Posted by on July 19, 2012 in Blog

In a recent article in Jadaliyya, we explored the problems inherent in a recent Economist cover story called "Egypt in Peril," which featured a pyramid spewing volcano smoke:

Depicting the pyramids as the representation of “Egypt” perpetuates a romanticized conception of Egyptians. For the editors and audience, the pyramids, built thousands of years ago, are what define Egypt. It is this construct of Egypt that is shown to be in peril. People’s livelihoods are not the primary concern. The concept neglects the thousands of years of relevant events and individuals changing the course of history, resulting in the present-day situation that is jeopardizing the human security of common Egyptians. The consequential jeopardy experienced by the Egyptian people is trivialized and its identity betrayed. Using this image is a missed opportunity to convey the uncertainty facing many Egyptians as well as a perpetuation of a false Egyptian identity.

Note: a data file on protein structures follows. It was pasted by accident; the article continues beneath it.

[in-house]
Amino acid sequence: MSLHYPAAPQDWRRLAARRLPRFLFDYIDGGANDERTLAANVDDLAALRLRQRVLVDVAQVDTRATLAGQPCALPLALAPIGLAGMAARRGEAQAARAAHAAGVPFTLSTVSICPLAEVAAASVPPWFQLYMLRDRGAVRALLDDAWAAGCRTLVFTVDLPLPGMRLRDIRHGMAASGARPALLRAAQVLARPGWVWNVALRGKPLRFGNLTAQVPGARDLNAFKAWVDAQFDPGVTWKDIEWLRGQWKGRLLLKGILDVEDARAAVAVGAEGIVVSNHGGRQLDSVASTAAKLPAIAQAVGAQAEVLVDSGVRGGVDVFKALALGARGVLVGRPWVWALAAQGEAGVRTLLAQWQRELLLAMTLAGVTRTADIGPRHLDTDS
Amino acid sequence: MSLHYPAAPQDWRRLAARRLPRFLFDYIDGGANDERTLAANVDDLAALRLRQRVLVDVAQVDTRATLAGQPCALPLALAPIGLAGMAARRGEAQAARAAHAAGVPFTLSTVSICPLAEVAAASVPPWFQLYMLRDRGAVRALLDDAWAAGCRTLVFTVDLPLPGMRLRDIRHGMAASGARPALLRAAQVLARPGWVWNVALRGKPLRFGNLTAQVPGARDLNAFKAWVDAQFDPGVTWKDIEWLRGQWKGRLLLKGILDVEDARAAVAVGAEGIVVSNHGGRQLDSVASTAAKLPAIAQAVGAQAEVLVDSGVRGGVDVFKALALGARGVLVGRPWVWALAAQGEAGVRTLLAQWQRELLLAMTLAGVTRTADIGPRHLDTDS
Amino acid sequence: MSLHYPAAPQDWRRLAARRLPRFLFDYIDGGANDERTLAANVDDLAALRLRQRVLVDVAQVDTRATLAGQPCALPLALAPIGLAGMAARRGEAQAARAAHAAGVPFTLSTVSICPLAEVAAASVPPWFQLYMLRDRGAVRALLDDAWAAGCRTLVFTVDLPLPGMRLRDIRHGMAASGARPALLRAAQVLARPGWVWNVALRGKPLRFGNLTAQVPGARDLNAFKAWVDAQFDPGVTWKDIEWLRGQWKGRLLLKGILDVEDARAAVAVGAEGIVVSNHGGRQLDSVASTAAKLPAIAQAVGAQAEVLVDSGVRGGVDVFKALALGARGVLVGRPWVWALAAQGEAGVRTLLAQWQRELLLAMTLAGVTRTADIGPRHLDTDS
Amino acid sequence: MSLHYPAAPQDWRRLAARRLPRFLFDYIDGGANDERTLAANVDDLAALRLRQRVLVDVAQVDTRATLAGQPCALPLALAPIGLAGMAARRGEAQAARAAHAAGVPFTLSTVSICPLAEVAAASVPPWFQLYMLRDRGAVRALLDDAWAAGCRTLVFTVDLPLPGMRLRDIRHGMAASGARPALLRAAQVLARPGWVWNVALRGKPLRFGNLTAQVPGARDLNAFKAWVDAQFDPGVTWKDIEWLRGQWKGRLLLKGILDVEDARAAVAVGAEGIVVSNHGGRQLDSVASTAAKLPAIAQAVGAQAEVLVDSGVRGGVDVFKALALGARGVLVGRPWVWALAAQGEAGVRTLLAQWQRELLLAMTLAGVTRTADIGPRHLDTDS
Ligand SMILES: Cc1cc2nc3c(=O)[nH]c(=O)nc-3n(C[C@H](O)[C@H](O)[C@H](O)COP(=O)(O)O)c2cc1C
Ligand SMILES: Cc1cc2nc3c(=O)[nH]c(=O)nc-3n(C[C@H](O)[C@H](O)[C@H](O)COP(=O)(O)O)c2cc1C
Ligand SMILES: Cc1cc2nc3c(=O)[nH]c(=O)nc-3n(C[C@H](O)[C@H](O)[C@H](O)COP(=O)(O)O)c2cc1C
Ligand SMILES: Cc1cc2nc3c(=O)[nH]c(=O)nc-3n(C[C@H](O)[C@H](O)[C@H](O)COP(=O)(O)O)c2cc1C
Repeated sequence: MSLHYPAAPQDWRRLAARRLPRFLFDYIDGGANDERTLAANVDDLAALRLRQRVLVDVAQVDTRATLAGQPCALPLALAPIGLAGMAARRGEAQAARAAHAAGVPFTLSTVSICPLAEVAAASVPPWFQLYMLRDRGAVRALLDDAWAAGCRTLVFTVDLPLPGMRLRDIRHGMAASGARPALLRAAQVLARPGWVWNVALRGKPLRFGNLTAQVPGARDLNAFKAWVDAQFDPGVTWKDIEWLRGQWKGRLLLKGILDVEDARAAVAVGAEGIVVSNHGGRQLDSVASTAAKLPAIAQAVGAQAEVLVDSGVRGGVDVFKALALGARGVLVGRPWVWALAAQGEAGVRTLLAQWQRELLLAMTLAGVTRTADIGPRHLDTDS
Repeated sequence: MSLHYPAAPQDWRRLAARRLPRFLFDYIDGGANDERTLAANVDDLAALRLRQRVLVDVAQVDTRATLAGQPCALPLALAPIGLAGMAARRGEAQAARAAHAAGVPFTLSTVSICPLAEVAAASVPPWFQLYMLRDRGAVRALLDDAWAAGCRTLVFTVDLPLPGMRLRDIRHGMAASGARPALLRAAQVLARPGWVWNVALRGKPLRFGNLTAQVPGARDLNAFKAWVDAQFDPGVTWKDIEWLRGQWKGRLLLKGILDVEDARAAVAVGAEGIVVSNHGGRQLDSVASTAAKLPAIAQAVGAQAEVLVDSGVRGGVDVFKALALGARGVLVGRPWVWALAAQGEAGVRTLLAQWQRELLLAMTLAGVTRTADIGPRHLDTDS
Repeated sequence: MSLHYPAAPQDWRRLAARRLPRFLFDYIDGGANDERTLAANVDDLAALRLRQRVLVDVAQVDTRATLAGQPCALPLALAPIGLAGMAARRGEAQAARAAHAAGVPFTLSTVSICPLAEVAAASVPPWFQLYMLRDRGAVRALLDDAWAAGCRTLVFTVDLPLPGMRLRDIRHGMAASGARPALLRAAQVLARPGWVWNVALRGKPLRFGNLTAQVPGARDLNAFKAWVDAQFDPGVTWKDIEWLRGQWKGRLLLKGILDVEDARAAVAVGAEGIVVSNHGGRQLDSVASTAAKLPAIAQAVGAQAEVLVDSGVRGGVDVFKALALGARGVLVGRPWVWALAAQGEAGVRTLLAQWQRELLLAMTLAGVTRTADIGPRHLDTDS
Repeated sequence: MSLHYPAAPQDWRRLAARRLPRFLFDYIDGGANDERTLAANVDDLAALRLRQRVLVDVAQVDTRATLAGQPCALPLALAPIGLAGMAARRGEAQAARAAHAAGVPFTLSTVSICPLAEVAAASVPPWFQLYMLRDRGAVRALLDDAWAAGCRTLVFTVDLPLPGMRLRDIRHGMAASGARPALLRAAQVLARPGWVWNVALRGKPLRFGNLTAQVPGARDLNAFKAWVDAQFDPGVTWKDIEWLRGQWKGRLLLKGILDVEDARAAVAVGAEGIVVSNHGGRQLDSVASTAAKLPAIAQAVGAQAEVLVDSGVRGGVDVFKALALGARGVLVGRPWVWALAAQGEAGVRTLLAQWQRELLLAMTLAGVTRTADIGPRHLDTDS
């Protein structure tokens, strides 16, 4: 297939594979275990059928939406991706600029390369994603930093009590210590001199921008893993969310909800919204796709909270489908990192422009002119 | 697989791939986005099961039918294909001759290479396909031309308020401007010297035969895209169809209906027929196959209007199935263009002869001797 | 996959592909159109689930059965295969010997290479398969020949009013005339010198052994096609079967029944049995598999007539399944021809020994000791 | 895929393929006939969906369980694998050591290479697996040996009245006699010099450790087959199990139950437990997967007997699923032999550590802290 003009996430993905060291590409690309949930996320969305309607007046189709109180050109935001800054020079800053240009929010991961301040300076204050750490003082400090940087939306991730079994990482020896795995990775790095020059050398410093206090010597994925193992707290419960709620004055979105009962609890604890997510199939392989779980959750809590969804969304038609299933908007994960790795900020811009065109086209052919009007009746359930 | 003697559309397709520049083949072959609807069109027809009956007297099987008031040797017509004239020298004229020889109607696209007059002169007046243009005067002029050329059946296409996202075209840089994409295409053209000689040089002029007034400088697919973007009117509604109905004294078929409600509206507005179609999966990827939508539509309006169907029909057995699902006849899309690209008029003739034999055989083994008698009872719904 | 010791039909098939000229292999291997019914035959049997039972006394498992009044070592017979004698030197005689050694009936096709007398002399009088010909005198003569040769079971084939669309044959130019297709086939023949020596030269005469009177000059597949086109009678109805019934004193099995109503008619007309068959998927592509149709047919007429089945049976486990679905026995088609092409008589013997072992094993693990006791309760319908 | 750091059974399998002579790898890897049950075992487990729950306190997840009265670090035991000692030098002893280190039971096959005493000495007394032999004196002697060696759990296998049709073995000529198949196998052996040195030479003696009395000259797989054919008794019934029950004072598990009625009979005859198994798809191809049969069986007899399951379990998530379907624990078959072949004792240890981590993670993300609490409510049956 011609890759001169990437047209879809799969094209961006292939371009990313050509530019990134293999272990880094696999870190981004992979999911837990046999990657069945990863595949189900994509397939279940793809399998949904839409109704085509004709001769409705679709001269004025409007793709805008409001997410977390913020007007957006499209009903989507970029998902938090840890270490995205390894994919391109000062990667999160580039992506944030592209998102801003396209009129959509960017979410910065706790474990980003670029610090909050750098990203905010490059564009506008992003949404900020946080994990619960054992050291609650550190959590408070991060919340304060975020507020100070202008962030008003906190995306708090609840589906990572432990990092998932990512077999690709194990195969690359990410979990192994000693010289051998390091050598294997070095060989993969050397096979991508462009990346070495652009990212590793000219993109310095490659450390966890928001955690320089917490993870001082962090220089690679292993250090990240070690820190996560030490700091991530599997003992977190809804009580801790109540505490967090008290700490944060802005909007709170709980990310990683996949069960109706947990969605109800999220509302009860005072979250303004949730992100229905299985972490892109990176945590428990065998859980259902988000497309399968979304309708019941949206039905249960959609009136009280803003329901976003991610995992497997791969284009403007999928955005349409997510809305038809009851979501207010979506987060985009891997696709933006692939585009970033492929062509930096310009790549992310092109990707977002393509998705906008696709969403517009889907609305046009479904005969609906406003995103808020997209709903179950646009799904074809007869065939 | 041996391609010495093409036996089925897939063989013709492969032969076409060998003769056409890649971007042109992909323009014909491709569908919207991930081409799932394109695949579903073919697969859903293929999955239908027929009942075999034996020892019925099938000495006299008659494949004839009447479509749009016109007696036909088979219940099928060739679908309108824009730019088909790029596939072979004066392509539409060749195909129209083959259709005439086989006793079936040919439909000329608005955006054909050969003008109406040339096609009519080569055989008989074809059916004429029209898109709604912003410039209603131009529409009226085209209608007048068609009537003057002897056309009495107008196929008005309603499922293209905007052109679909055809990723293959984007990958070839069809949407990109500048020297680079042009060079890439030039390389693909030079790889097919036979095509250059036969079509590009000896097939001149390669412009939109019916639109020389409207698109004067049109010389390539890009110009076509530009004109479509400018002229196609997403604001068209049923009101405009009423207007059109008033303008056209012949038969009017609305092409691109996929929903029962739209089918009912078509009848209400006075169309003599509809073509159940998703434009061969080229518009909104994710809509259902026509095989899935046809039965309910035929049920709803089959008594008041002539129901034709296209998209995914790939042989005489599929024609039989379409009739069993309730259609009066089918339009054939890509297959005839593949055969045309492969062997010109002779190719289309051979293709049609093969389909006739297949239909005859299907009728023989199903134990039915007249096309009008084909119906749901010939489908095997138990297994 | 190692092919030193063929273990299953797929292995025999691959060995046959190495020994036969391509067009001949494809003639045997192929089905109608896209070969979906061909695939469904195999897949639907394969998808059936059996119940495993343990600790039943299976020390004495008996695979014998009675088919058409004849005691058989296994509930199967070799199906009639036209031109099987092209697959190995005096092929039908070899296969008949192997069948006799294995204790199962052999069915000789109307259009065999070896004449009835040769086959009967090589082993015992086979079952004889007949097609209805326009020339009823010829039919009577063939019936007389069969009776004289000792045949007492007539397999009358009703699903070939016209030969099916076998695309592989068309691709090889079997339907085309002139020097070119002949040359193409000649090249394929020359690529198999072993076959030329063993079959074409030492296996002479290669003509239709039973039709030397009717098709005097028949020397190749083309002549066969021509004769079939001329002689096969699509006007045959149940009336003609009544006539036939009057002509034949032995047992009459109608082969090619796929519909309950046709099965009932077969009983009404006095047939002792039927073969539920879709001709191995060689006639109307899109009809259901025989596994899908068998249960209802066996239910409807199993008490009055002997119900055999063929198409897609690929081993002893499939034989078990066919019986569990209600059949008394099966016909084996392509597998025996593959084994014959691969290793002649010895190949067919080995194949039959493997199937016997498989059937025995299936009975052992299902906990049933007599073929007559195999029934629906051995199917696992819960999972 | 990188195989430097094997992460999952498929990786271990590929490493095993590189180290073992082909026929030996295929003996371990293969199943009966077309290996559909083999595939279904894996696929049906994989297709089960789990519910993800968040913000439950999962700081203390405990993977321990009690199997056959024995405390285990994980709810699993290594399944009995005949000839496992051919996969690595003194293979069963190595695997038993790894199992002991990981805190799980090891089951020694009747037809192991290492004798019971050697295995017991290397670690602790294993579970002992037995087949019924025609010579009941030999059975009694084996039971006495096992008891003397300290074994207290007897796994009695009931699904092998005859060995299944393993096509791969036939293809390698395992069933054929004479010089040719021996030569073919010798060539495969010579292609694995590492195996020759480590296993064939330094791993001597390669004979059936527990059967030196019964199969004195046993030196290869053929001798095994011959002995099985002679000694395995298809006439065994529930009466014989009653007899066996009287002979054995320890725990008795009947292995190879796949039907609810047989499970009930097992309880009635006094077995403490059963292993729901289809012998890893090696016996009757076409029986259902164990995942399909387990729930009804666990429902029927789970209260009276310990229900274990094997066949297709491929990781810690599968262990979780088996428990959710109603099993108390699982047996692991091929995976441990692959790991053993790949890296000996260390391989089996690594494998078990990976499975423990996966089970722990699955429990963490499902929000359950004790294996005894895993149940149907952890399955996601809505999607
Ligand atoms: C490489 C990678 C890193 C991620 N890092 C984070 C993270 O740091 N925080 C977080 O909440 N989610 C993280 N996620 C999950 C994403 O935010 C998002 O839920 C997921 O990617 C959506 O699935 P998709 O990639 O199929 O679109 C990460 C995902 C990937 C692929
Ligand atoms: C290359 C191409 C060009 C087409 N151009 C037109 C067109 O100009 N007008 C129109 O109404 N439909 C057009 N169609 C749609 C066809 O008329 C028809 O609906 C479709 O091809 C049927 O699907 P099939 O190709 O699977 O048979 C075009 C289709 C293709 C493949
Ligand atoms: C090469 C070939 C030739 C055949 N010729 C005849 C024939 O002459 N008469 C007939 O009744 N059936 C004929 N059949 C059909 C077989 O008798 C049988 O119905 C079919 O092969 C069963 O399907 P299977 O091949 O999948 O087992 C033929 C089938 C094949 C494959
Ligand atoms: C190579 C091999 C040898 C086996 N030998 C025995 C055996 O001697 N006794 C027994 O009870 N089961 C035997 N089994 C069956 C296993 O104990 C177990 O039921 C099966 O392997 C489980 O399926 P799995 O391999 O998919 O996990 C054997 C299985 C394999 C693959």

We decided that the best way to demonstrate the absurdity of that cover was to juxtapose it with similar scenarios in different contexts. 

See the rest of them on Jadaliyya.

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